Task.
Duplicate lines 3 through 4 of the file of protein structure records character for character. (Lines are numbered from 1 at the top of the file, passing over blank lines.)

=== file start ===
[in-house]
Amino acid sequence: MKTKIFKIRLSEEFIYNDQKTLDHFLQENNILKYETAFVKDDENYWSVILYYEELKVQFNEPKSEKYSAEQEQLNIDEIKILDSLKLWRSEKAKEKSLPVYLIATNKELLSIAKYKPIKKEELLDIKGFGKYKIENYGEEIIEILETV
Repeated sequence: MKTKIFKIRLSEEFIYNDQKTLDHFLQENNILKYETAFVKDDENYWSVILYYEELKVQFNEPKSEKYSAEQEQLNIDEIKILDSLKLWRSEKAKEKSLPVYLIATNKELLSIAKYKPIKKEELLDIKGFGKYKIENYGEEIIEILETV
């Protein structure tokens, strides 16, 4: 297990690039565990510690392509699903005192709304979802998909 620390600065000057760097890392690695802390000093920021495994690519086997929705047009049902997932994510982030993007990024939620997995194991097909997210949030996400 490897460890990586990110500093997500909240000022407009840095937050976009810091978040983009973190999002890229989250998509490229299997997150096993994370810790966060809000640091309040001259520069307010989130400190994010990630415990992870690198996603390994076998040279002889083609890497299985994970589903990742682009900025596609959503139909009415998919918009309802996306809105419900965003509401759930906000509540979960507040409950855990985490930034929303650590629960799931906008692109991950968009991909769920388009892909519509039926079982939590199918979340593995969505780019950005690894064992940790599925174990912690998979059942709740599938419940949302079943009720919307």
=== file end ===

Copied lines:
Repeated sequence: MKTKIFKIRLSEEFIYNDQKTLDHFLQENNILKYETAFVKDDENYWSVILYYEELKVQFNEPKSEKYSAEQEQLNIDEIKILDSLKLWRSEKAKEKSLPVYLIATNKELLSIAKYKPIKKEELLDIKGFGKYKIENYGEEIIEILETV
């Protein structure tokens, strides 16, 4: 297990690039565990510690392509699903005192709304979802998909 620390600065000057760097890392690695802390000093920021495994690519086997929705047009049902997932994510982030993007990024939620997995194991097909997210949030996400 490897460890990586990110500093997500909240000022407009840095937050976009810091978040983009973190999002890229989250998509490229299997997150096993994370810790966060809000640091309040001259520069307010989130400190994010990630415990992870690198996603390994076998040279002889083609890497299985994970589903990742682009900025596609959503139909009415998919918009309802996306809105419900965003509401759930906000509540979960507040409950855990985490930034929303650590629960799931906008692109991950968009991909769920388009892909519509039926079982939590199918979340593995969505780019950005690894064992940790599925174990912690998979059942709740599938419940949302079943009720919307």